14 January 2022

Staff shortages hit coastal businesses hoping for a bumper summer

| Karyn Starmer
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Cocktail by a pool

Hospitality businesses have been working hard to cover staff shortages due to COVID-19 this summer. Photo: Corrigans Cove.

Have you noticed that service at your favourite bistro or bar is a little slower than usual, or a favourite is missing from the menu?

While the COVID-19 pandemic is wearing us all down, spare a thought for the entire hospitality industry, particularly on the NSW South Coast.

Hotels, clubs, restaurants and accommodation providers are struggling from the flow-on effects of a lack of staff largely driven by the pandemic, and its not just waitstaff that are hard to find.

Tomakin Sports & Social Club CEO Glen Wright says there are staff shortages across multiple job roles that are affecting the entire hospitality industry.

“It has been really hard,” he says.

“The past two summers were virtually wiped out due to bushfires and COVID-19. This year, the summer weather and the visitors have arrived, but our capacity is curtailed because of staff shortages.

READ ALSO Merimbula throws out the welcome mat for curious sea changers

“This is meant to be our peak trading time.”

The Tomakin Sports & Social Club would normally run four different food operations during summer, but at this stage they are only able to run two.

“We are short on staff across the board due to difficulty hiring staff, which is now reduced further due to staff having to isolate,” says Glen. “Chefs in particular have been very hard to find.”

The club has tried various ways of covering the shortfall, but as summer began to peak and the club got busier, wait times for orders grew longer. Glen says the club had to modify the menu to ensure service was up to their usual standard.

“The complaints then changed from having to wait, to not being able to order what they wanted,” he says.

 Tomakin Sports and Social Club

Staff shortages have reduced capacity in clubs, pubs and restaurants up and down the Australian east coast. Photo: Tomakin Sports & Social Club.

“We take great pride in our operations and we do not like to disappoint anyone. We have spent the past couple of years trying to find good quality staff. I know other clubs across the country have been experiencing similar problems.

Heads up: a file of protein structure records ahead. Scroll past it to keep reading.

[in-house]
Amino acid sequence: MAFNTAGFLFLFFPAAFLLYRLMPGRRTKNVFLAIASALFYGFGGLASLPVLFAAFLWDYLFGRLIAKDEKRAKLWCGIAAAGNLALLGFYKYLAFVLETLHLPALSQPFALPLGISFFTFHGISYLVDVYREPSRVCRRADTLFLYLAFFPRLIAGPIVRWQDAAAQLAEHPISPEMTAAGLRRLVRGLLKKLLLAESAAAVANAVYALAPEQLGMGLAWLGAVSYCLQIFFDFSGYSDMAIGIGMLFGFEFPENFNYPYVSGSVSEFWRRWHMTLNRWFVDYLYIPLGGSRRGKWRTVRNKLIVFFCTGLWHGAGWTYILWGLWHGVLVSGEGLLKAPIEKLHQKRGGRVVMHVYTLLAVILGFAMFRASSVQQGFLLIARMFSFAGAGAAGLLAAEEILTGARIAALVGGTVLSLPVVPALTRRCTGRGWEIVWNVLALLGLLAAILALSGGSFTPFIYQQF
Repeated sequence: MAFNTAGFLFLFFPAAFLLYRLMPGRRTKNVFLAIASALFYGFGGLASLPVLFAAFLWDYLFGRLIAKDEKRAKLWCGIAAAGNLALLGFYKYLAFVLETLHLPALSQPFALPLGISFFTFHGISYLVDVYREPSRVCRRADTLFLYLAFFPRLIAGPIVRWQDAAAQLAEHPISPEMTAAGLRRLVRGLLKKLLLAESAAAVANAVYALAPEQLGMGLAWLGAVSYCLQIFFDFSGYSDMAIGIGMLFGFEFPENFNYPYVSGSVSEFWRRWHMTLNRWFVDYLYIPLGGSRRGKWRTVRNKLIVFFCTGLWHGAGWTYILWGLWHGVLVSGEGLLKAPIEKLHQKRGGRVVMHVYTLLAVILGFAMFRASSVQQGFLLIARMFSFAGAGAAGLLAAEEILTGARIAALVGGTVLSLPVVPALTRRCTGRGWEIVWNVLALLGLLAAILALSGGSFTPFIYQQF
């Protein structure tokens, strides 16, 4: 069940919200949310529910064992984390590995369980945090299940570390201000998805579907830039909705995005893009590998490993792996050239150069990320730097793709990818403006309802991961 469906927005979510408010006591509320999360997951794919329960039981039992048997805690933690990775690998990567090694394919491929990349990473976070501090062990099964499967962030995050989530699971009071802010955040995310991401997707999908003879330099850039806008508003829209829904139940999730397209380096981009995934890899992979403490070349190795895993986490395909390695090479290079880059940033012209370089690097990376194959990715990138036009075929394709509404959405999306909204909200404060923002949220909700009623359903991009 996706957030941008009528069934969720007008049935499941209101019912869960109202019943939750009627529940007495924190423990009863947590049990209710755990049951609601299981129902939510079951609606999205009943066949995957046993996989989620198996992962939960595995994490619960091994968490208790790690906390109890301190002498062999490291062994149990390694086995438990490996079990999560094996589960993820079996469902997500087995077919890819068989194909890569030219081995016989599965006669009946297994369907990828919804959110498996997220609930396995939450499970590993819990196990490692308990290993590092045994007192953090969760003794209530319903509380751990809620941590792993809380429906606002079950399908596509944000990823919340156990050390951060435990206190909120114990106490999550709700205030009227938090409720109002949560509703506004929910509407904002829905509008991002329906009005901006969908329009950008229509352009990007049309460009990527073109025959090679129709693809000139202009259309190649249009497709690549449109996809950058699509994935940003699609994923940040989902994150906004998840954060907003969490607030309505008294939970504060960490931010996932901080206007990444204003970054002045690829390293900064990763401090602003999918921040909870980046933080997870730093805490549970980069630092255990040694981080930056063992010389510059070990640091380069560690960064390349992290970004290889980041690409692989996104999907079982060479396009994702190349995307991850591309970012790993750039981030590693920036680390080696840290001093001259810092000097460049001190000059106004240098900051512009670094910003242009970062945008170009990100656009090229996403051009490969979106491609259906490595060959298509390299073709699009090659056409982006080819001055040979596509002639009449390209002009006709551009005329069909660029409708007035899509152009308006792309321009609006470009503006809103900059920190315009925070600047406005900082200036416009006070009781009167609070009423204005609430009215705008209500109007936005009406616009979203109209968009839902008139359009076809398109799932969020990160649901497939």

“We have managed to get chefs here on visas and are looking to add more skilled staff this way. But with the housing shortage here on the coast, we have the added issue of finding somewhere for these people to live.”

Merimbula Chamber of Commerce president Nigel Ayling says cafes and restaurants have been working reduced hours or closing for a day or two at a time.

“I know of one cafe that is putting a daily post on social media saying if they are open and what they are offering, whether it is just for takeaway, or either a lunch or dinner service,” he says.

READ ALSO Sweet, briny South Coast oysters are a heavenly match for Canberra wines

“Staff shortages were an issue before this summer, and with people testing positive or having to isolate as close contacts, for some businesses this has meant they are down to running on the the smell of an oily rag.”

Nigel says accommodation providers have been affected, but as they have relatively lower staff ratios they have not been hit quite so hard.

“There have been cancellations due to people isolating, but there seems to be plenty of people wanting to travel so those bookings are being taken by people who thought they had missed out on a summer trip to the coast.

“That is some good news in what is a difficult time for businesses that were really hoping this summer would be a good one.

“It’s now been three years in a row.”

Original Article published by Karyn Starmer on Riotact.

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